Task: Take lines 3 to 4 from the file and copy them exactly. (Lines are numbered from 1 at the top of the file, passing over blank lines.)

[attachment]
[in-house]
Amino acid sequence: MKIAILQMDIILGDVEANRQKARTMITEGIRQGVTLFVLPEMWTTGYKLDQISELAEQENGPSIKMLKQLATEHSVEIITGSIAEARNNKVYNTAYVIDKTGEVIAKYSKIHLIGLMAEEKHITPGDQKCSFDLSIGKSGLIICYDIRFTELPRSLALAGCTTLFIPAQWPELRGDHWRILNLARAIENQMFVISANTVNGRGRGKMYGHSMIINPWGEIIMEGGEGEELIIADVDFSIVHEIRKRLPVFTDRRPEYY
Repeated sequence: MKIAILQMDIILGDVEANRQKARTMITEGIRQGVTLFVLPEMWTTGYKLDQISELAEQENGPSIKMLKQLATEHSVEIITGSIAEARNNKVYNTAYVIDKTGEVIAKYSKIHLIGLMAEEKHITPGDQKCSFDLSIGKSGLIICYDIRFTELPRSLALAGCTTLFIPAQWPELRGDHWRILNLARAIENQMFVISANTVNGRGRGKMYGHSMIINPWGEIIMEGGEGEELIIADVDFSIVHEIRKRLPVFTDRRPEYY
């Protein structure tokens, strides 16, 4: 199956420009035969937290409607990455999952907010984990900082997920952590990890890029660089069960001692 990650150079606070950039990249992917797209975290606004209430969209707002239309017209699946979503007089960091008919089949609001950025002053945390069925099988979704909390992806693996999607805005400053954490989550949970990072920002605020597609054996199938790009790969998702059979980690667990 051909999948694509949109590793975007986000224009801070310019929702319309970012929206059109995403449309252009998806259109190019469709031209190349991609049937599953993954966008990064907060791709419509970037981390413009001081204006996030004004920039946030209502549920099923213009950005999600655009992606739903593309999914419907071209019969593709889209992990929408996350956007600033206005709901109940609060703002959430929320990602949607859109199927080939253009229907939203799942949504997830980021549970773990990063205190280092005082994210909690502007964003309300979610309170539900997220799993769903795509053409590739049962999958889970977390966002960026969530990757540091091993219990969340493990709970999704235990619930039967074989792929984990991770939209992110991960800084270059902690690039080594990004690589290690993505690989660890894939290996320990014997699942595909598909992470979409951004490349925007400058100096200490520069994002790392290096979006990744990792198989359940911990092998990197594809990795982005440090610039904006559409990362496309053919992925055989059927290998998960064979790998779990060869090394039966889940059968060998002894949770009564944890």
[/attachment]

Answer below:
Repeated sequence: MKIAILQMDIILGDVEANRQKARTMITEGIRQGVTLFVLPEMWTTGYKLDQISELAEQENGPSIKMLKQLATEHSVEIITGSIAEARNNKVYNTAYVIDKTGEVIAKYSKIHLIGLMAEEKHITPGDQKCSFDLSIGKSGLIICYDIRFTELPRSLALAGCTTLFIPAQWPELRGDHWRILNLARAIENQMFVISANTVNGRGRGKMYGHSMIINPWGEIIMEGGEGEELIIADVDFSIVHEIRKRLPVFTDRRPEYY
């Protein structure tokens, strides 16, 4: 199956420009035969937290409607990455999952907010984990900082997920952590990890890029660089069960001692 990650150079606070950039990249992917797209975290606004209430969209707002239309017209699946979503007089960091008919089949609001950025002053945390069925099988979704909390992806693996999607805005400053954490989550949970990072920002605020597609054996199938790009790969998702059979980690667990 051909999948694509949109590793975007986000224009801070310019929702319309970012929206059109995403449309252009998806259109190019469709031209190349991609049937599953993954966008990064907060791709419509970037981390413009001081204006996030004004920039946030209502549920099923213009950005999600655009992606739903593309999914419907071209019969593709889209992990929408996350956007600033206005709901109940609060703002959430929320990602949607859109199927080939253009229907939203799942949504997830980021549970773990990063205190280092005082994210909690502007964003309300979610309170539900997220799993769903795509053409590739049962999958889970977390966002960026969530990757540091091993219990969340493990709970999704235990619930039967074989792929984990991770939209992110991960800084270059902690690039080594990004690589290690993505690989660890894939290996320990014997699942595909598909992470979409951004490349925007400058100096200490520069994002790392290096979006990744990792198989359940911990092998990197594809990795982005440090610039904006559409990362496309053919992925055989059927290998998960064979790998779990060869090394039966889940059968060998002894949770009564944890």